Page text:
Data: Iowa Legislature; Map: Danielle Alberti/Axios
Iowa's second round of proposed redistricting maps are out and analysts say Republicans should feel more agreeable toward them than the first ones they rejected earlier this month.
Why it matters: The map legislators ultimately choose will determine the distribution of political power at the legislative and Congressional levels for the next 10 years.
And if these don't pass — legislators will move on to a third round of map proposals that a Republican-dominated Legislature can amend.
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The big picture: The map breaks up Iowa's urban strongholds that typically lean left: Des Moines, Ames, Iowa City and Cedar Rapids, tweeted Dave Wasserman of Cook Political Report.
"This is a dream GOP map," Wasserman said.
Zoom in: It also pits Democratic Rep. Cindy Axne against Republican Rep. Mariannette Miller-Meeks.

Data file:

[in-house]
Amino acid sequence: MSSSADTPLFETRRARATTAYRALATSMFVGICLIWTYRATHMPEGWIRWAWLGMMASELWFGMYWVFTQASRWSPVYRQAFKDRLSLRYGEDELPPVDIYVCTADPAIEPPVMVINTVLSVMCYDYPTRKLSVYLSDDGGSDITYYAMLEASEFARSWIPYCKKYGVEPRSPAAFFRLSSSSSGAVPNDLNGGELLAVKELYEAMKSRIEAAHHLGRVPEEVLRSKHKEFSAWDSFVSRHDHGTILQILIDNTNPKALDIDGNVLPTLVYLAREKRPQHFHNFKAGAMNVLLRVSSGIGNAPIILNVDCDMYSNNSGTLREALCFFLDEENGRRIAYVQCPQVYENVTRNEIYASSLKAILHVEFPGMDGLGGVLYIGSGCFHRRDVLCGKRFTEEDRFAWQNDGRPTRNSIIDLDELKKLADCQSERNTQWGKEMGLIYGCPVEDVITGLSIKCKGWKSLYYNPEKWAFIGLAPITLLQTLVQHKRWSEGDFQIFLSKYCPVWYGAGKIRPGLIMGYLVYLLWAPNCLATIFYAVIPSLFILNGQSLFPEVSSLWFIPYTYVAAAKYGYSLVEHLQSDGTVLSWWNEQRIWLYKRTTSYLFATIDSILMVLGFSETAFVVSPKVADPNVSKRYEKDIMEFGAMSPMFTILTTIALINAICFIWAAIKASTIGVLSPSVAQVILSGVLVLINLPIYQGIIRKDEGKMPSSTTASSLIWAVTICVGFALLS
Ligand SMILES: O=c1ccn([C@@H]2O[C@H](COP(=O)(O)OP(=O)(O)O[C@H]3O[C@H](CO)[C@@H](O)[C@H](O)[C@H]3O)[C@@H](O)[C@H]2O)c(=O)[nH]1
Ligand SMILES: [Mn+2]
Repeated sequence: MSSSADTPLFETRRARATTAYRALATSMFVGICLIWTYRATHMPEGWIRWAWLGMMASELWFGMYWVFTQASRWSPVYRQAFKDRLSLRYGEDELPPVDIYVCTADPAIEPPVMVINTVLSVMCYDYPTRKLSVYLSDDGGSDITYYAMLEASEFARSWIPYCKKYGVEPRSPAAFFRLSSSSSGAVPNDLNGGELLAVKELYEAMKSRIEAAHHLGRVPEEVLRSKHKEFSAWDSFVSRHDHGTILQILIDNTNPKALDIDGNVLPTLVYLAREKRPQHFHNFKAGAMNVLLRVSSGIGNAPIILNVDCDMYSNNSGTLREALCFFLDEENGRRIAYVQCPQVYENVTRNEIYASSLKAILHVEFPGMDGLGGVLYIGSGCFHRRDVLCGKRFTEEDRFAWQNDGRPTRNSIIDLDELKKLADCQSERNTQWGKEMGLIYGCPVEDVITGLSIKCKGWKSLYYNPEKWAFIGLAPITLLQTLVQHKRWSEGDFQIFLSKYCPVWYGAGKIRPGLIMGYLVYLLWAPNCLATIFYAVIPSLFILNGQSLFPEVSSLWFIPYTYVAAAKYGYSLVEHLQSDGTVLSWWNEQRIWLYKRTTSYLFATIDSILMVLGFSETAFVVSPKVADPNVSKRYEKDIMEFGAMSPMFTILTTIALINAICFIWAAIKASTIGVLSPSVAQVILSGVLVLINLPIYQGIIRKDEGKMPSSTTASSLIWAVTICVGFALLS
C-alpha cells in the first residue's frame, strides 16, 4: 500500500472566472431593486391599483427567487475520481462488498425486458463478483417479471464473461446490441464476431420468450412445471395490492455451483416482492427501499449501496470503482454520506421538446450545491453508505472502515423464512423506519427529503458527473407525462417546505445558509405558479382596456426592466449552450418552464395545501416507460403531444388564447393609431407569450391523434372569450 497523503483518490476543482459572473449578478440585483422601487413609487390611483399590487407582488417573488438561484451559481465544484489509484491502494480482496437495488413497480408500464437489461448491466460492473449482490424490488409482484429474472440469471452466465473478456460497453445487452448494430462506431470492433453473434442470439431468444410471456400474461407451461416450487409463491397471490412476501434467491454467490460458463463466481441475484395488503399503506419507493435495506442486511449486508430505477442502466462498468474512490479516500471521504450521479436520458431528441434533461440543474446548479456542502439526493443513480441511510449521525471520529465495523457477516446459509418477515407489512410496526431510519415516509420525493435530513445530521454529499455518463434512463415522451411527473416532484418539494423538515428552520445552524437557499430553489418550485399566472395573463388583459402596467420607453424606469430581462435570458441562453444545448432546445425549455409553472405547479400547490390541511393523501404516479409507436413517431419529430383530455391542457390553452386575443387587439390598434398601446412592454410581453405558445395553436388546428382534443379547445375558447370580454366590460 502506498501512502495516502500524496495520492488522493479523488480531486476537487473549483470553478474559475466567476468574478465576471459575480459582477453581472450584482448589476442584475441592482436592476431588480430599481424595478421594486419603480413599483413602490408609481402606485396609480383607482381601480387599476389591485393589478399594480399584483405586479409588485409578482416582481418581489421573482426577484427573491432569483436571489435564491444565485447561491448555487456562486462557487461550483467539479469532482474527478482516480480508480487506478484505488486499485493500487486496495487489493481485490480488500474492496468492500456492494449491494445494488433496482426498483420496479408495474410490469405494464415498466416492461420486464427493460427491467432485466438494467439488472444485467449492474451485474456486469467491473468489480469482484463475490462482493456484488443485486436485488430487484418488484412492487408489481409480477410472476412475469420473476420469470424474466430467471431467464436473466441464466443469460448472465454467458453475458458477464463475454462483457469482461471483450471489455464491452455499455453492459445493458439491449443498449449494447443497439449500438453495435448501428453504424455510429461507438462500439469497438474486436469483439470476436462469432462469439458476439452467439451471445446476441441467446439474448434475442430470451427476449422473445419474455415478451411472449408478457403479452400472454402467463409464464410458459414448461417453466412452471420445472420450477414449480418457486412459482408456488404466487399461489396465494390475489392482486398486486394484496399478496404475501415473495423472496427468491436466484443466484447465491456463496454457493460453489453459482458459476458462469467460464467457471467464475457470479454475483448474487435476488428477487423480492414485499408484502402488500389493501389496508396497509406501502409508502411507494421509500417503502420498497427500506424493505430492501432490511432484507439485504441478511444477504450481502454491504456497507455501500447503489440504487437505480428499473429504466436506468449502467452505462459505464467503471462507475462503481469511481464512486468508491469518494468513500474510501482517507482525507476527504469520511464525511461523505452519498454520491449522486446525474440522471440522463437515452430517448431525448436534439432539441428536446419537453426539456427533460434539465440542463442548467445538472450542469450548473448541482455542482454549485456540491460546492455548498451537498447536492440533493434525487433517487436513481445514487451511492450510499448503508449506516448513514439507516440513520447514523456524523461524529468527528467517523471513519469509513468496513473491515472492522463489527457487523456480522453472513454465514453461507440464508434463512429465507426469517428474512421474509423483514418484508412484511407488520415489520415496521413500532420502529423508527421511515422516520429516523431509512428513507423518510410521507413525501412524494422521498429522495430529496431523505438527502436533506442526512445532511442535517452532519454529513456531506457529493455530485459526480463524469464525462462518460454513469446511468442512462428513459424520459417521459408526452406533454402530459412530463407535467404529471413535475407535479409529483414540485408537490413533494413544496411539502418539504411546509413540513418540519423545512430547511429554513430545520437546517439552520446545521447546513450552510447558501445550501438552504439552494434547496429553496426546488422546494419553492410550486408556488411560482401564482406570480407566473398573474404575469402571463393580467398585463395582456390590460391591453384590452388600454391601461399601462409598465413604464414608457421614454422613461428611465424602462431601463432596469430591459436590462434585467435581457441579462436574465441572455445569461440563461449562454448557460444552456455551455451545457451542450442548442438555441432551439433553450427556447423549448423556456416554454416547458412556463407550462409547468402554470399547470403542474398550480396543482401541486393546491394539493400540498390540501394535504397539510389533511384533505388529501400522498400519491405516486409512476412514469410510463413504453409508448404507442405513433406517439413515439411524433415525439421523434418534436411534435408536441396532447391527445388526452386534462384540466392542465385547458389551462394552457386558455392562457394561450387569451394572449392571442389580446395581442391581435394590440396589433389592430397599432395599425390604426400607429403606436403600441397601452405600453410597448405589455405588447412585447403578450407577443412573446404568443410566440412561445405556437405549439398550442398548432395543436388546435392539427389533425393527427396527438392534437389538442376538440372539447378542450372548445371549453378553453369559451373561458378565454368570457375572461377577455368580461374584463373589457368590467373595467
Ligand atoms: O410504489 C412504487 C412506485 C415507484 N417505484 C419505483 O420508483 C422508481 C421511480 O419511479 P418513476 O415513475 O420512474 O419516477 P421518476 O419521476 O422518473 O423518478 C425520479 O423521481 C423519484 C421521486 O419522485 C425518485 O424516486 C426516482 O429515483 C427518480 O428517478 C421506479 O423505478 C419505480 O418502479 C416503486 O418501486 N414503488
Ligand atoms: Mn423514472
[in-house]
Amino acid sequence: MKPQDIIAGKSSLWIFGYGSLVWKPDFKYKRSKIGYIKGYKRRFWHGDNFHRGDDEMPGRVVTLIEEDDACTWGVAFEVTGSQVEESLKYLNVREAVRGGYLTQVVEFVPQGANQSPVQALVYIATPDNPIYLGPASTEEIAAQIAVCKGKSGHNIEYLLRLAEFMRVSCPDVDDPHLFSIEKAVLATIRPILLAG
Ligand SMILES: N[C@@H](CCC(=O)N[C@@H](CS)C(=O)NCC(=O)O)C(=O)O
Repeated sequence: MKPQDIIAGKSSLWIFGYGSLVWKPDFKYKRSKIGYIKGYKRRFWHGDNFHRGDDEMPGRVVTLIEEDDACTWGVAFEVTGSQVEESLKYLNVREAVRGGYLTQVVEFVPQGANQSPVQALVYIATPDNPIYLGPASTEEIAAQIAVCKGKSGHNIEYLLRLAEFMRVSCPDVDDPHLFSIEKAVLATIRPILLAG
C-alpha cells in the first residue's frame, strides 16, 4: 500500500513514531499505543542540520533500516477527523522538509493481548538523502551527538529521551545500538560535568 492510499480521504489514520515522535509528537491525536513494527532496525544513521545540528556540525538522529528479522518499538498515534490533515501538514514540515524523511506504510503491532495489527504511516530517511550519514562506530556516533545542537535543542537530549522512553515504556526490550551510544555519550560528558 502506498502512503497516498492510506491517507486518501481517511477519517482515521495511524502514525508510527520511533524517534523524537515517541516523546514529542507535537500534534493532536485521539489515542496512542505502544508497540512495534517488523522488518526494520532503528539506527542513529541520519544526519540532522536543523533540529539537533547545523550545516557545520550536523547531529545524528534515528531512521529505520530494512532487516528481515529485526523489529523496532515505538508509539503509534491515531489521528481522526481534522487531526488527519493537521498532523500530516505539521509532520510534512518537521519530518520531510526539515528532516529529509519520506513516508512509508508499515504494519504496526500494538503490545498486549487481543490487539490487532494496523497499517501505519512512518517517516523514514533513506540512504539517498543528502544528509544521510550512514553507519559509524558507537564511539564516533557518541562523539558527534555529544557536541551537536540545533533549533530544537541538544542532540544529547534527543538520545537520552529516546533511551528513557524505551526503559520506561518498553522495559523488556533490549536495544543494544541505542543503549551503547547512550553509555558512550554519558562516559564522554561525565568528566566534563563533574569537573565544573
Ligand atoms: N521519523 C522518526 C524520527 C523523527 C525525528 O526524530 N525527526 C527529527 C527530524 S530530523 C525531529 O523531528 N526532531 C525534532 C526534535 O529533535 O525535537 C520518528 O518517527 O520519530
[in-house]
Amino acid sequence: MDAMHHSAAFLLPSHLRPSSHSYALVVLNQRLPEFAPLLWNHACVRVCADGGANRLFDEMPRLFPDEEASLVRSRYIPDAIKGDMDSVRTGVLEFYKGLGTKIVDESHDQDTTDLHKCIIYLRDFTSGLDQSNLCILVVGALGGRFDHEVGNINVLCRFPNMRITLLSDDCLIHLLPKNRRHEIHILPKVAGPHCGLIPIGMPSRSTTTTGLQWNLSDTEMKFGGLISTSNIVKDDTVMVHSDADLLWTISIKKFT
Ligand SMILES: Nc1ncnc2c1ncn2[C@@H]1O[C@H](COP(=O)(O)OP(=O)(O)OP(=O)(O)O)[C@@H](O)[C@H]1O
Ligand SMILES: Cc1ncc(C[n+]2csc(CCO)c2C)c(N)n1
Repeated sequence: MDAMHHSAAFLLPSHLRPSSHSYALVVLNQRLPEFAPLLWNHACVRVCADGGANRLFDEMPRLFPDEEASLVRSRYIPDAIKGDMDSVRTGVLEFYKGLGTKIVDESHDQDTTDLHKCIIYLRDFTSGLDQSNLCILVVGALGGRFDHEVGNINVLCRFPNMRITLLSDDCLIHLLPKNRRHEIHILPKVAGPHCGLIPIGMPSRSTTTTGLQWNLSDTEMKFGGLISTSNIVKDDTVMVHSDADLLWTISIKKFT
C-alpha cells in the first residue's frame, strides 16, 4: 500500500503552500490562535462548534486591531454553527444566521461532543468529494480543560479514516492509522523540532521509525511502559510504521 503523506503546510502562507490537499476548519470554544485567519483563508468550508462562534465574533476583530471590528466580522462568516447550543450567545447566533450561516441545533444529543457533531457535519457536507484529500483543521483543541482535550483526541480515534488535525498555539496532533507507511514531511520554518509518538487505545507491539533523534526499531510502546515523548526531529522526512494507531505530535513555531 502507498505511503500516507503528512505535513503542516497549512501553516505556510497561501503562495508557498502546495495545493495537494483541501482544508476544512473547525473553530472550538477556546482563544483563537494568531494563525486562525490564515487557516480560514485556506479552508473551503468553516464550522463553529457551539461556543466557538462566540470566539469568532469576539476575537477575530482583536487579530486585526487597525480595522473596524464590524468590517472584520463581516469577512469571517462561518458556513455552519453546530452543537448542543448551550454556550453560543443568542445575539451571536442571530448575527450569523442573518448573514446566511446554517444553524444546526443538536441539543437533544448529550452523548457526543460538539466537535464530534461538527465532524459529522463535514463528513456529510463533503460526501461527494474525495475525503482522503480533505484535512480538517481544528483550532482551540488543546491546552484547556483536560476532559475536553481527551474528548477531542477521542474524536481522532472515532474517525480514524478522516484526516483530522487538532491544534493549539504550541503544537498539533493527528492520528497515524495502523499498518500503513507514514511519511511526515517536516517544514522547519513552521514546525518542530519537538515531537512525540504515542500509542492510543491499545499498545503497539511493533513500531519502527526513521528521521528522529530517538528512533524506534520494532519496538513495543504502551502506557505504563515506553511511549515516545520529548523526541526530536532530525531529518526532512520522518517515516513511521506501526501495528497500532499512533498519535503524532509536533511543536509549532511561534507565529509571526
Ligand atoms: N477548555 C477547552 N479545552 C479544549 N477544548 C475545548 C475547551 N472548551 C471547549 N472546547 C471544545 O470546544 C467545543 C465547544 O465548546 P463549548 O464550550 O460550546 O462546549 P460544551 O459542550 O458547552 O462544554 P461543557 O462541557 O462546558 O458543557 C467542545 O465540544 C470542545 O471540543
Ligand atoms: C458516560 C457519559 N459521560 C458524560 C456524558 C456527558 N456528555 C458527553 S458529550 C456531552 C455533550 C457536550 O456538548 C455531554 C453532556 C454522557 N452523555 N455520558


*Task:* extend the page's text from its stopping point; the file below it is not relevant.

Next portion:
Wapello County, where Miller-Meeks resides, is drawn into the third district, which Axne represents.
Axne's seat becomes more competitive because the Third District loses more urban areas, like Warren County, which covers portions of Norwalk and West Des Moines. Instead, it gains more rural and red-leaning counties like Wapello and Davis.
What they're saying: Republican legislators have remained mum on the maps, but House and Senate Democrats already said they plan to approve them.
What's next: The Legislature will reconvene Oct. 28 to make a decision.
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